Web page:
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Equilibrium Unemployment, Job Flows and Inflation Dynamics

A classic challenge that macroeconomists face is to explain the cyclical fluctuations of output, unemployment and inflation. Recently, New Keynesian (NK) business cycle models have made important advances in explaining the links between money and the joint dynamics of output and inflation.

However, the standard NK model abstracts from unemployment as it assumes a neoclassical labor market in which individuals vary the hours that they work, but the number of people working never changes. This of course implies that the model cannot account for evidence regarding the effects of aggregate shocks, in particular monetary shocks, on unemployment dynamics.

Moreover, when accounting for the joint response of output and inflation to monetary shocks, the standard NK modelhasagreat difficulty in replicating the sluggish response of inflation together with the large and persistent response of output. One key reason for this difficulty is that the model has the labor input adjusting along the intensive margin, which makes real wages very responsive over the cycle unless an implausibly high labor supply elasticity is assumed.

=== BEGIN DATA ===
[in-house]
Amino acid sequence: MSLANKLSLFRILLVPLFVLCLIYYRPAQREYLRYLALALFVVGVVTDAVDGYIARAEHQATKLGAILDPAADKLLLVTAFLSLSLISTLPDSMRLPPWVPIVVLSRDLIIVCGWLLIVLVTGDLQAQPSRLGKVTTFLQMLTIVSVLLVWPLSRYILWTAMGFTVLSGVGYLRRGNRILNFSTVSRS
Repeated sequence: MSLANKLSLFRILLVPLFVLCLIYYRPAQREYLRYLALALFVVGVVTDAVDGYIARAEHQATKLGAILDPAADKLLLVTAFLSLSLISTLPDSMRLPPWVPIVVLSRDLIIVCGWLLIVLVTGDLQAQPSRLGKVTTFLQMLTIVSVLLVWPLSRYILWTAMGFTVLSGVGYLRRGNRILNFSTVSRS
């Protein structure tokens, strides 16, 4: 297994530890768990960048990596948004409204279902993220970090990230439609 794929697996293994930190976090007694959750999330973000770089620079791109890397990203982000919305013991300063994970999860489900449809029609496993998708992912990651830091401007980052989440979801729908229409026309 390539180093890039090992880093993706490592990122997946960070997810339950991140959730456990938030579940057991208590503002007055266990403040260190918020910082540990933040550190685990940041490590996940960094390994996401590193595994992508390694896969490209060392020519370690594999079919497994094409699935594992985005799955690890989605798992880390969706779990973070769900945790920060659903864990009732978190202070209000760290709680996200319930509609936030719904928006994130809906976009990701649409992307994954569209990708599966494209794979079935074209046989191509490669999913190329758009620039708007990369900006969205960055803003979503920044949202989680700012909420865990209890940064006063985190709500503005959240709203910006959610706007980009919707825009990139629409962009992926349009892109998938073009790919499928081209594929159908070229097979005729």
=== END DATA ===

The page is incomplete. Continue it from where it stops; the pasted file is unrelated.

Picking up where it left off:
This inturn induces firms setting prices asamarkup over marginal costs to make large price adjustment and causes inflation in the model to fluctuate more than evidence suggests. Based on these and related considerations, several recent papers have argued that labor market frictions are crucial to understanding business cycle fluctuations, as well as the effects of monetary shocks and the design of monetary policies. The search and matching model, along the lines of the work of Mortensen and Pissarides (1994), is a natural way of thinking about these frictions.

Equilibrium Unemployment, Job Flows and Inflation Dynamics